If they know the genre and can express their reasons for why they don't like that genre, why not? I like puzzle-platformers and I like first-person shooters. I just don't think Portal is a great game. I think it should be clear from this discussion thread that I believe aesthetics are one means to developing atmosphere in a videogame, and that narrative and storytelling have to be combined with mechanics that complement the desired motif. Thus, there shouldn't be any offense taken. There can be disagreement, but nobody can say I didn't outline myself. (Although I made a wonderful entrance with the discussion about Limbo, obviously.)

Vash's Apprentice: Translation:I have nothing of relevance, but look at MAH BIG WALL OF TEXT!11111


Name something I said that you disagree with. Provide reasons.
 
2012-12-07 09:34:37 AM

Mike_LowELL: roc6783: ***snip***

I think the real problem is that companies are using these dudes as brands and these companies aren't paying them a dime for it. It's the only reason they just don't go out and buy some of the cereal for themselves. They don't have the money.

***snip***


Imaginary character exploitation is the new equality frontier.
 
2012-12-07 09:38:01 AM

ProfessorOhki: Mike_LowELL: Vash's Apprentice: Ah, the Master Race strikes again!

And what does that mean, exactly? "You're critical of the topic, so I don't care for your input?"

It means they consider you an elitist for thinking Gears of Halo: Black Maddens might not be one of gaming's finest achievements.
[4.bp.blogspot.com image 550x391]

/Arcade offers an experience console and PC can't match
//PC and console allow for a depth of story arcade can't reasonably deliver


As opposed to Doom Reskinned 9999?
2.bp.blogspot.com
 
2012-12-07 10:06:43 AM

ProfessorOhki: sprawl15: ***snip***

I consider Minecraft complete crap because it's not a game; it's a first person voxel editor with scarcity thrown on top to drag out the time. It's Photoshop if you had to grind ink for the brush tool. It's like calling a cardboard box a "toy," sure you can have perfectly good fun with it, but you're the one who created the fun, it's wad of raw material.

/And it annoys me to no end that Notch realized people would buy that
//And then became a bazillionaire


To me Minecraft is digital Legos. There is nothing wrong with that, but as I have never really enjoyed Legos, I don't have a great desire to play with Minecraft.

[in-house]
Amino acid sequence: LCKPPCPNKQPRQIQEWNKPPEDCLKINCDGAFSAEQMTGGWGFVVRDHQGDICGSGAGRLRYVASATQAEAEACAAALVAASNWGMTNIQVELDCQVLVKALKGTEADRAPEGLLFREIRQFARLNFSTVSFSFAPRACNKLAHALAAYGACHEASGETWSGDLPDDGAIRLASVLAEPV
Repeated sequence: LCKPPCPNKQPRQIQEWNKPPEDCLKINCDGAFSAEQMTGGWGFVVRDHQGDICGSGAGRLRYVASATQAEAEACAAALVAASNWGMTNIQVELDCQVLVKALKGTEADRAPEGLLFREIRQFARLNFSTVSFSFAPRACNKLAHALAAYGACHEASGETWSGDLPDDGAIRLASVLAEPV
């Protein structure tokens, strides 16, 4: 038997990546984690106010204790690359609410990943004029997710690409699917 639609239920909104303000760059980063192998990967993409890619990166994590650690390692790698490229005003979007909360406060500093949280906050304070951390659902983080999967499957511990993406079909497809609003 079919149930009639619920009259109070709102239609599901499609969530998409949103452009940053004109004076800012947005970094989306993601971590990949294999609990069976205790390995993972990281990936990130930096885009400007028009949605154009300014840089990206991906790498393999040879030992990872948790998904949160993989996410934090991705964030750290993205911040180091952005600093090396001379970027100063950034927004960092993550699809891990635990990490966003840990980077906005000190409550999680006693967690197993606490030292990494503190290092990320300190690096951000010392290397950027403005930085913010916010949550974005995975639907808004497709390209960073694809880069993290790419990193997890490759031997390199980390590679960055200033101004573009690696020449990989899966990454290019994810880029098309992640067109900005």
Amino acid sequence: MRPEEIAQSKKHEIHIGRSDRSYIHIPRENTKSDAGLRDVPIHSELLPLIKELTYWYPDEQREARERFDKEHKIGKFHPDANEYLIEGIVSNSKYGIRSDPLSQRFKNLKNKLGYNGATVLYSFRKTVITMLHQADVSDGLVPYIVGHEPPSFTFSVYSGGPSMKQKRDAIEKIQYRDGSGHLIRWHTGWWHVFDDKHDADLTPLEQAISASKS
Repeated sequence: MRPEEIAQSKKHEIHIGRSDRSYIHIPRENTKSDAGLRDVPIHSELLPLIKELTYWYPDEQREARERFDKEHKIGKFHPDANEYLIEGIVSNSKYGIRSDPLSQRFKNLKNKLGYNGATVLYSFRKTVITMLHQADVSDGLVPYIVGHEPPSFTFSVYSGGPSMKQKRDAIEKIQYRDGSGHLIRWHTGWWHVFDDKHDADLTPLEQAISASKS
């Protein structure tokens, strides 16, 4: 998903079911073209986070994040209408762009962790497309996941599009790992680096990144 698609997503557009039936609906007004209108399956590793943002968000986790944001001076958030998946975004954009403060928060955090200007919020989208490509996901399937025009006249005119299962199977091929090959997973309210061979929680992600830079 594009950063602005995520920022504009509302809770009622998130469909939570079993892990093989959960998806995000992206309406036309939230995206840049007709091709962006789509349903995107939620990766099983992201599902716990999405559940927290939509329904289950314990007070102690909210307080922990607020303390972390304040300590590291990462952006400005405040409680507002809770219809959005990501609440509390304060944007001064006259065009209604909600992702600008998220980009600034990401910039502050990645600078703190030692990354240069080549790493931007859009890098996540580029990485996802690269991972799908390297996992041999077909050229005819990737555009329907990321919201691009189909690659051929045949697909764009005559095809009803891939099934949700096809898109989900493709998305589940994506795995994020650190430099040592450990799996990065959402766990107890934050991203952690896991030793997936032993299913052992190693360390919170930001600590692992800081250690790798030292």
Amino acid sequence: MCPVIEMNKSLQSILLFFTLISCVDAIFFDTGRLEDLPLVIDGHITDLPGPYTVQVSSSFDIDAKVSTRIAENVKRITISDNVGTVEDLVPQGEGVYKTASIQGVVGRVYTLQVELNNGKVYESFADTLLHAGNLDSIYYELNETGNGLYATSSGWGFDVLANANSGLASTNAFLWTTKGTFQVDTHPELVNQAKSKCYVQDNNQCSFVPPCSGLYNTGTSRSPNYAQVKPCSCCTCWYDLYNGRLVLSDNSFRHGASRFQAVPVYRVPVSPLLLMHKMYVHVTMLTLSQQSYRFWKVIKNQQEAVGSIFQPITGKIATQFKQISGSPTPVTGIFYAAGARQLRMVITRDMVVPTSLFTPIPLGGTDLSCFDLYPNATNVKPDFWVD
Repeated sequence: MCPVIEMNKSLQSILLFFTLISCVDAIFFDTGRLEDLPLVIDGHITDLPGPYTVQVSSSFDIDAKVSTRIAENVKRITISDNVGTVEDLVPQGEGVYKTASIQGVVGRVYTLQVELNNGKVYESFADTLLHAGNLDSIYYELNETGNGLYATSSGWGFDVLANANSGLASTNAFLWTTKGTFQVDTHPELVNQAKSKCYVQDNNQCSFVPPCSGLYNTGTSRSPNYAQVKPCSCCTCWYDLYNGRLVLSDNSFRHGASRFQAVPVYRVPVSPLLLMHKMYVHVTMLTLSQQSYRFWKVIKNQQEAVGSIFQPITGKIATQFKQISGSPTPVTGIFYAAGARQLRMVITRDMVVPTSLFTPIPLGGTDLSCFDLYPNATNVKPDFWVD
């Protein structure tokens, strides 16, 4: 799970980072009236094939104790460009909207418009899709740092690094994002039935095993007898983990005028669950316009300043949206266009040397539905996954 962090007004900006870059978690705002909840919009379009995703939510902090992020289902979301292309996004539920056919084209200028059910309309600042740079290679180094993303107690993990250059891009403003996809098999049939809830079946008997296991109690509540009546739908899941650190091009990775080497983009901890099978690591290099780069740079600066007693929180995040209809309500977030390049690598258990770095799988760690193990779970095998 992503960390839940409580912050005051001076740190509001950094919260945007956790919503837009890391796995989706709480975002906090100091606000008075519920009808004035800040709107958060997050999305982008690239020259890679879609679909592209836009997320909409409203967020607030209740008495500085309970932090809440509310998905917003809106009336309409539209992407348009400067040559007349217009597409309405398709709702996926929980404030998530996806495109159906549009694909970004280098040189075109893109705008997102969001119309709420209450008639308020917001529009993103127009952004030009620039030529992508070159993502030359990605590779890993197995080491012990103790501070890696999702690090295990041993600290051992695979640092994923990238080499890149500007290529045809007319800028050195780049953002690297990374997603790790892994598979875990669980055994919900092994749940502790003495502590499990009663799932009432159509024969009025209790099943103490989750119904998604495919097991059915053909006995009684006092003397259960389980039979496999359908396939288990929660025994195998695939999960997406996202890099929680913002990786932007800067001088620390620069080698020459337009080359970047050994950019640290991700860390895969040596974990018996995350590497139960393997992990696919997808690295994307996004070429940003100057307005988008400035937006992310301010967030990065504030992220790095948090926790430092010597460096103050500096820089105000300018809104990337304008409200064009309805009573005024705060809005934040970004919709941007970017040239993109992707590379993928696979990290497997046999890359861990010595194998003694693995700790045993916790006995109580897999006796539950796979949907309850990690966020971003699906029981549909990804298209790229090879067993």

Mike_LowELL: ProfessorOhki: ***snip***


To me, the original Dragon Warrior or Zelda are as close to perfect as a video game can be, but I fully admit to being a biased moron.

///I also love Shining Force, but it is not great as a game. It is a strategy game that requires very little strategy, especially in the second half.
 
2012-12-07 10:36:08 AM
Look. If you want to consider games as art, the first step is to stop worrying so goddamned much about which games are or are not good, or what the definitions of good are.

That's a stupid approach to art.
 
2012-12-07 11:01:50 AM

Dafatone: Look. If you want to consider games as art, the first step is to stop worrying so goddamned much about which games are or are not good, or what the definitions of good are.


This is like saying there's no difference between an impressionist master and an impressionist amateur because most people don't care to learn the difference.
 
2012-12-07 11:07:02 AM

sprawl15: Dafatone: Look. If you want to consider games as art, the first step is to stop worrying so goddamned much about which games are or are not good, or what the definitions of good are.

This is like saying there's no difference between an impressionist master and an impressionist amateur because most people don't care to learn the difference.


Critics, generally, look more deeply into what's going on their field than just to argue over the precise definitions of "goodness."

Then again, criticism doesn't occur in a forum where people can actually talk back and forth, so I see where it comes from.
 
2012-12-07 11:13:46 AM

Dafatone: Critics, generally, look more deeply into what's going on their field than just to argue over the precise definitions of "goodness."


Yet they still agree that there is the existence of criteria by which to measure that 'goodness'.

Ebert may not be able to write a definitive guide on what boxes a movie can check to be automatically 'good', but he sure as fark could explain to you why he thought this movie was four stars and this other one was worth one...and what elements were 'good' in the first that weren't 'good' in the second. Saying "Limbo is a platformer but gets wrong some of the basic elements of platforming" isn't some arcane philosophical argument about the nature of 'goodness'. It's looking at basic form and function.
 
2012-12-07 11:16:44 AM

sprawl15: Dafatone: Critics, generally, look more deeply into what's going on their field than just to argue over the precise definitions of "goodness."

Yet they still agree that there is the existence of criteria by which to measure that 'goodness'.

Ebert may not be able to write a definitive guide on what boxes a movie can check to be automatically 'good', but he sure as fark could explain to you why he thought this movie was four stars and this other one was worth one...and what elements were 'good' in the first that weren't 'good' in the second. Saying "Limbo is a platformer but gets wrong some of the basic elements of platforming" isn't some arcane philosophical argument about the nature of 'goodness'. It's looking at basic form and function.


Sure. My original post was a little too annoyed/frustrated, anyway. I'm all for examining what does and doesn't work in a game like Limbo.

But trying to set out a guide on what "good" is is kind of a hopeless prospect, and seems to be going on in this thread at least a little.

There's a lot of fun stuff to talk about in games that has nothing to do with goodness. But every game criticism thread turns into "What's good and what's not good about games X, Y, and Z, and whether or not these games are good as a whole."